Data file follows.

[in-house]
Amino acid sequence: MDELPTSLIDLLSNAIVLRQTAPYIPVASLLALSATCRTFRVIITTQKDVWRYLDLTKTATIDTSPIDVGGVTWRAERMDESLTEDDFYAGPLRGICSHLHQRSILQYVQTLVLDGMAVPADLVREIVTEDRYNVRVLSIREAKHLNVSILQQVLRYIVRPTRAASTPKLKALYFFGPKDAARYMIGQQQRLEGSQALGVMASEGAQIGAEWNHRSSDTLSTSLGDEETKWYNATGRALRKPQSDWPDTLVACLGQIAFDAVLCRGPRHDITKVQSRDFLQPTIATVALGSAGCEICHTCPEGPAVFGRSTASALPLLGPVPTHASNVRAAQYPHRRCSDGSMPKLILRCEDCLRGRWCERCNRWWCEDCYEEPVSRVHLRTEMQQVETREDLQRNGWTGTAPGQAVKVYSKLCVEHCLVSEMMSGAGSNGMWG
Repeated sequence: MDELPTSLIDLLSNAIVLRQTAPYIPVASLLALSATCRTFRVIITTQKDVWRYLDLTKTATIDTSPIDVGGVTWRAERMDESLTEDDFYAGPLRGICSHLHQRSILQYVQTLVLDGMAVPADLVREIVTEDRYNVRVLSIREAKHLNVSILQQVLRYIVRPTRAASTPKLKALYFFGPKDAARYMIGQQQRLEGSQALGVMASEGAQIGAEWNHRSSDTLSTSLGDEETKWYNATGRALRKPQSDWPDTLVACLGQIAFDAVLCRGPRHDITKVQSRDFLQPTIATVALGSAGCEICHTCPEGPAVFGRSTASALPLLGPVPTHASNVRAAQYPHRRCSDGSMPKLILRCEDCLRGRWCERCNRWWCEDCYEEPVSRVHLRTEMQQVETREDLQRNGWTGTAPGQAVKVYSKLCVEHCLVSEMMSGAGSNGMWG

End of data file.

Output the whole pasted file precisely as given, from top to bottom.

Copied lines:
[in-house]
Amino acid sequence: MDELPTSLIDLLSNAIVLRQTAPYIPVASLLALSATCRTFRVIITTQKDVWRYLDLTKTATIDTSPIDVGGVTWRAERMDESLTEDDFYAGPLRGICSHLHQRSILQYVQTLVLDGMAVPADLVREIVTEDRYNVRVLSIREAKHLNVSILQQVLRYIVRPTRAASTPKLKALYFFGPKDAARYMIGQQQRLEGSQALGVMASEGAQIGAEWNHRSSDTLSTSLGDEETKWYNATGRALRKPQSDWPDTLVACLGQIAFDAVLCRGPRHDITKVQSRDFLQPTIATVALGSAGCEICHTCPEGPAVFGRSTASALPLLGPVPTHASNVRAAQYPHRRCSDGSMPKLILRCEDCLRGRWCERCNRWWCEDCYEEPVSRVHLRTEMQQVETREDLQRNGWTGTAPGQAVKVYSKLCVEHCLVSEMMSGAGSNGMWG
Repeated sequence: MDELPTSLIDLLSNAIVLRQTAPYIPVASLLALSATCRTFRVIITTQKDVWRYLDLTKTATIDTSPIDVGGVTWRAERMDESLTEDDFYAGPLRGICSHLHQRSILQYVQTLVLDGMAVPADLVREIVTEDRYNVRVLSIREAKHLNVSILQQVLRYIVRPTRAASTPKLKALYFFGPKDAARYMIGQQQRLEGSQALGVMASEGAQIGAEWNHRSSDTLSTSLGDEETKWYNATGRALRKPQSDWPDTLVACLGQIAFDAVLCRGPRHDITKVQSRDFLQPTIATVALGSAGCEICHTCPEGPAVFGRSTASALPLLGPVPTHASNVRAAQYPHRRCSDGSMPKLILRCEDCLRGRWCERCNRWWCEDCYEEPVSRVHLRTEMQQVETREDLQRNGWTGTAPGQAVKVYSKLCVEHCLVSEMMSGAGSNGMWG